Three (Subjective) Strikes
Although the filibuster’s restrictions may easily be found absurd, Sen. Davis obeyed them with a smile only to be shot down by three questionable strikes. Let’s review exactly what got her in trouble:
1. Mentioning Planned Parenthood’s budget (considered off-topic).
2. A colleague adjusting her back brace (considered aiding and abetting).
3. Mentioning Texas’s sonogram law (considered off-topic).
Points one and three are entirely relevant to the discussion of abortion access. As most of us are aware Planned Parenthood provides abortions, and the Texan law in question requires women seeking abortions to undergo a sonogram.
To make strike two particularly infuriating, recall the longest filibuster in senate history which was staged by a Republican who was assisted (aiding and abetting) in two bathroom breaks (not allowed), one of which took place on the senate floor. These acts would most certainly have been considered strikes had Sen. Davis pursued them today, but at the time, neither Democrats nor Republicans considered them violations.
GOP Bends Time, Votes for Democrats
Despite the grueling conditions of a filibuster and the aforementioned strikes, Texas Democrats still filibustered until after midnight, which should have rendered SB5 invalid right then and there (Spoiler: It didn’t).
Instead, the Texas GOP did everything it could to ignore the deadline by continuing with the vote and changing the bill’s timestamp from 6/26 (after midnight) to 6/25 (before midnight). Voting started at 12:03 a.m., and Texas Democrats stated they weren’t even aware it was happening. Sen. Juan ‘Chuy’ Hinojosa explained that Republican senators knew they were voting, but he and other Democrats were holding up their cell phones to show that the deadline had passed.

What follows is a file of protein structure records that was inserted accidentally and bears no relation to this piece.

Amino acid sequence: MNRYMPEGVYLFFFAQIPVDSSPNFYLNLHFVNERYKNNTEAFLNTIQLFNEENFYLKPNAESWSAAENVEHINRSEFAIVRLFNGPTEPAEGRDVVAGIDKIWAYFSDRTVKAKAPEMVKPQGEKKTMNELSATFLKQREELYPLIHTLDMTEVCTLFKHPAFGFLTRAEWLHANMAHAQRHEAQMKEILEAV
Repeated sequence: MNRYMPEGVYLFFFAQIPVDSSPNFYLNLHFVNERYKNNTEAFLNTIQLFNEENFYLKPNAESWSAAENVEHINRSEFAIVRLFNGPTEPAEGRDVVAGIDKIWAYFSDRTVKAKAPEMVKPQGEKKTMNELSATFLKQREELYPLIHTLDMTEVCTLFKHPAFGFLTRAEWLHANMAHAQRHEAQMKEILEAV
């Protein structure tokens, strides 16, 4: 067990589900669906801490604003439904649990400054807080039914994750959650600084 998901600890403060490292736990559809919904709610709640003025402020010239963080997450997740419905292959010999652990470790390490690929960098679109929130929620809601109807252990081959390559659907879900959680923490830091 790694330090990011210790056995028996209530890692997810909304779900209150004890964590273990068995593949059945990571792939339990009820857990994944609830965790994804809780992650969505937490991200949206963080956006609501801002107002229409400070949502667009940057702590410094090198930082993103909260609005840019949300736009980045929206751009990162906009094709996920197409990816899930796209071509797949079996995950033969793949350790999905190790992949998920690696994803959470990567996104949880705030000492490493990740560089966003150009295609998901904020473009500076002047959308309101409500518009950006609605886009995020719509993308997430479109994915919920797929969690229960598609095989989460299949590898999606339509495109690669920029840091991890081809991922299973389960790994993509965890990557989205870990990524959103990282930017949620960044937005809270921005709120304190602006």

For having followed such strict rules about Sen. Davis’s strikes, the GOP sure pulled out all the stops to skirt these ones, demonstrating a frightening commitment to restricting women’s rights.
Rick Perry. In His Entirety.
And finally, in case that wasn’t enough, Rick Perry is sure to piss you off, just as he already has for all of those tweeting #PissedAtPerry.
Unsatisfied with the filibuster’s results, Gov. Rick Perry announced Wednesday that he’s ready for round two. The Legislature is to meet on July 1 for a second special session with a Republican-backed plan to close most Texas abortion clinics and further limit abortion procedures.
Perry also managed to shame Davis, who was a teenager mother, for not “heeding her own example.”
“It’s just unfortunate that she hasn’t learned from her own example that every life must be given a chance to realize its full potential and that every life matters.”
With all of this and even more upcoming anti-abortion bills in mind, it’s crucial that we don’t grow complacent in light of recent events. Progress must be taken in stride to maintain its momentum, and small victories, however rewarding, shouldn’t make us lose sight of what’s left to accomplish.
I’m with The Hulk on this one: If we’re going to keep making progress, the secret is to always be angry.
Written by Marinda Valenti